KNOXVILLE, Tenn. — A group of East Tennesseans gathered Monday to learn an important set of skills — how to spot when severe weather is developing in their area.
The National Weather Service's SKYWARN Storm Spotter Program is a volunteer program that shows people how to identify and report important weather information in their area. They said there are between 350,000 and 400,000 trained spotters helping the NWS predict storms.
By going through the 2 hours training, volunteers can learn the basics of how thunderstorms develop. They can also learn the fundamentals of storm structure and identify some of the biggest features of potential severe weather. After collecting all that information, volunteers can learn how to report it to the NWS.
That information helps the NWS to issue more timely and accurate warnings for tornadoes, severe thunderstorms and flash floods, according to the program's website.
"We do this every year, especially January, February, March because that leads into the most difficult weather time of the year," said Clark Measels, a radio operator with the NWS. "We talk about thunderstorms — the different types and what produces a tornado."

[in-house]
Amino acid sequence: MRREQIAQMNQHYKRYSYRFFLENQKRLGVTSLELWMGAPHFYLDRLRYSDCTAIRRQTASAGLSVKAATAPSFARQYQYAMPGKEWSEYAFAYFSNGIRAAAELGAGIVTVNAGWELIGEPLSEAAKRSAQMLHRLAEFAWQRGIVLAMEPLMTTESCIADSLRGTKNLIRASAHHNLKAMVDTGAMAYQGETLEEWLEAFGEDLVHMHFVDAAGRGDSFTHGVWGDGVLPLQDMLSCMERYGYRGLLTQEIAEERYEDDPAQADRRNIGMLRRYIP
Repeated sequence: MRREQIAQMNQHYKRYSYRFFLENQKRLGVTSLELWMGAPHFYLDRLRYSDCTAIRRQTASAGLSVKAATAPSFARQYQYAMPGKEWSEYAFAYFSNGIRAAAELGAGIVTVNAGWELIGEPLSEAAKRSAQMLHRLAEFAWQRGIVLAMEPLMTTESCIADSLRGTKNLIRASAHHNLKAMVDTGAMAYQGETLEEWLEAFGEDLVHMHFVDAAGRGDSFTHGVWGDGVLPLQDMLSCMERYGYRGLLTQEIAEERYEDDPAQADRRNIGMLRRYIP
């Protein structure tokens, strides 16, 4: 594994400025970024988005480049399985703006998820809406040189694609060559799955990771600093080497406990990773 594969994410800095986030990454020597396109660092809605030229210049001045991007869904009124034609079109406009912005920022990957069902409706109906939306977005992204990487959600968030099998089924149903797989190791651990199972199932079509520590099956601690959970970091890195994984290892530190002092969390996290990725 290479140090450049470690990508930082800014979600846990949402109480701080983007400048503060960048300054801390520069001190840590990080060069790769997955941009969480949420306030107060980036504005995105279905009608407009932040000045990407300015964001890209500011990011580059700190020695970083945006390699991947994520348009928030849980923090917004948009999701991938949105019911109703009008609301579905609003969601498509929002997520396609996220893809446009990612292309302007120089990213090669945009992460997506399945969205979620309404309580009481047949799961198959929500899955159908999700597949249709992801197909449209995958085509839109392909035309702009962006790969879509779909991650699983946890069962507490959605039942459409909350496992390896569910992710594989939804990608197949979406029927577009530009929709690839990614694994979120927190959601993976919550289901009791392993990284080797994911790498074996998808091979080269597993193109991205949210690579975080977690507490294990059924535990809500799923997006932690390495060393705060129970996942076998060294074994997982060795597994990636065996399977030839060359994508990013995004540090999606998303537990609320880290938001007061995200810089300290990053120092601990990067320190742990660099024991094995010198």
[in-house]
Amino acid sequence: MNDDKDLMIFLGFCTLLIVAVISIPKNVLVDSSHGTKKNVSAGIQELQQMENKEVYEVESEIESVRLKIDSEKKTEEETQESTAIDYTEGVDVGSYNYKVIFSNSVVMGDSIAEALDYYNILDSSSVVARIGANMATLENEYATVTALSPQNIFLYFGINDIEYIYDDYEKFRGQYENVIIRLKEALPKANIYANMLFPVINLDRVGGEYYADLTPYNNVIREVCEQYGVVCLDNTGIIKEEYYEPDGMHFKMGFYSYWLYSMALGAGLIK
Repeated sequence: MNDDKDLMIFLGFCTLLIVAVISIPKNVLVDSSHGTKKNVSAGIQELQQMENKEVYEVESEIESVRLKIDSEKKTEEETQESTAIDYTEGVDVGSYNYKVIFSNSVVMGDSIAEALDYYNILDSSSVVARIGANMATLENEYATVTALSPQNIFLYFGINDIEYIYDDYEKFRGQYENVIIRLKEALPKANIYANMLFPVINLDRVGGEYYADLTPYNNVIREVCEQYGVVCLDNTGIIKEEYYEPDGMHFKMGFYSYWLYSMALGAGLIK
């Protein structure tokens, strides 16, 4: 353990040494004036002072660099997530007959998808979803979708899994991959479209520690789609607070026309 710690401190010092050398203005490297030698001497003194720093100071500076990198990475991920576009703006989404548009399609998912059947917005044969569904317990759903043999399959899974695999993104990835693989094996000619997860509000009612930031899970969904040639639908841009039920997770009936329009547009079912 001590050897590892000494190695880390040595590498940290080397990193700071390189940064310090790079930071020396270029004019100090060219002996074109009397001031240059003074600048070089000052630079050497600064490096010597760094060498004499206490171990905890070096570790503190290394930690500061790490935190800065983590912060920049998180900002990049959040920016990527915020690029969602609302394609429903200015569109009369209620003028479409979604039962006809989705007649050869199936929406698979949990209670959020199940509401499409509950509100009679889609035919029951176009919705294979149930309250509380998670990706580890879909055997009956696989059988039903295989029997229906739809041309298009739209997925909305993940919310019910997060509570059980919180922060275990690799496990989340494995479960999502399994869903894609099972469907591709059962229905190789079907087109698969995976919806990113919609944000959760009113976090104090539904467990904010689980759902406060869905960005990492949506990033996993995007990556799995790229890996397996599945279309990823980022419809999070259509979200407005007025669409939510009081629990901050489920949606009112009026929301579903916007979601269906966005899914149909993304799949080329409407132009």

One person who participated in the training on Monday said that it gave them a chance to see what red and green radar information can look like from the ground.
"To be able to actually see what's happening from underneath that radar picture, from on the ground, can be useful," said James Gallup, from Sweetwater. "To try and get the word out in advance of bad weather, in any given area, because there are clearly safer places to be and more dangerous places to be during a storm."
He also said that the classes helped him learn how to tell if a particular cloud or storm is something he should warn people about, at home.
"I've been in those situations, where I've wondered if what I am seeing is a tornado in that particular direction, and to learn that it's just a wall cloud," said Gallup.
Anyone can be certified through the program, and the NWS said they are looking for volunteers. Anyone interested in the program can find a class in their area online.
"You can save lives, which I think is the biggest thing," said Measels.